Objective: This study was undertaken to describe the site of ambulatory care visits for gynecologic conditions in the United States and to identify patient factors associated with the site of care for these conditions.
Study design: We conducted a national cross-sectional study using data from the 1995-1996 National Ambulatory Medical Care and National Hospital Ambulatory Medical Care Surveys. Visits to private physician offices, hospital outpatient departments, and emergency departments were selected if the principal diagnoses were consistent with 1 of 9 gynecologic categories. Multiple logistic regression was used for all diagnoses to identify factors associated with visits to emergency departments or hospital-based outpatient departments compared with factors associated with visits to private physician offices. Separate regression models were developed for individual diagnoses to test the hypothesis that the factors associated with the site of care would vary across different gynecologic conditions.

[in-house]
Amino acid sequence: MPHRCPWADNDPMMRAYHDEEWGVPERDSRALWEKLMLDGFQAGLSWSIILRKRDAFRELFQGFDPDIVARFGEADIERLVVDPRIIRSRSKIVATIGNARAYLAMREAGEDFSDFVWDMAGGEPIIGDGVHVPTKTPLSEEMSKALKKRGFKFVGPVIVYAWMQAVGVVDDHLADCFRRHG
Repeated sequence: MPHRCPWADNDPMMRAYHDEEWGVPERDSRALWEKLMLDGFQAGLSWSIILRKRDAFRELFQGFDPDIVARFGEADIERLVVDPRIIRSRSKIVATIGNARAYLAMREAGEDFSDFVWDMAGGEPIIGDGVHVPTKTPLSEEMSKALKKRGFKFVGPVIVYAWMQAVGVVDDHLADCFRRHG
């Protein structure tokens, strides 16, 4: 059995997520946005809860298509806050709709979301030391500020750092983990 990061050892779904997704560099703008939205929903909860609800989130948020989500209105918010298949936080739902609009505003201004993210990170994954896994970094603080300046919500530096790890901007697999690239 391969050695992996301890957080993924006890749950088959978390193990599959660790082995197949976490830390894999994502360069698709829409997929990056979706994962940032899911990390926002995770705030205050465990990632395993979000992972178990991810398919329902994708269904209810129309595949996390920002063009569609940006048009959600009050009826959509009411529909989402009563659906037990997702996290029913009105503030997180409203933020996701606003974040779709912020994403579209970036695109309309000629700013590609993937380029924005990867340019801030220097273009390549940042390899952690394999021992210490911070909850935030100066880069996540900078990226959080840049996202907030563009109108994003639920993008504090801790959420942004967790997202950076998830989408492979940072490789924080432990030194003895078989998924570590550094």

Results: There were 23,194,000 visits for gynecologic conditions during the 2-year study period. Genital dysplasia, ovarian disorders, and uterine disorders were associated with greater use of hospital outpatient departments and emergency departments compared with physician offices. There was a 30% to 50% reduction in emergency room use for visits by women aged 45 years and older compared with visits by women aged 18 to 29 years. Emergency department use for several gynecologic conditions was 5 to 8 times greater for visits by women with household income <$29,000 than for visits by women with household income > or =$40,000.
Conclusion: Specific gynecologic diagnoses and patient factors are associated with greater use of emergency departments or hospital outpatient departments compared with physician offices. The association of these factors with the site of care varies across different gynecologic conditions.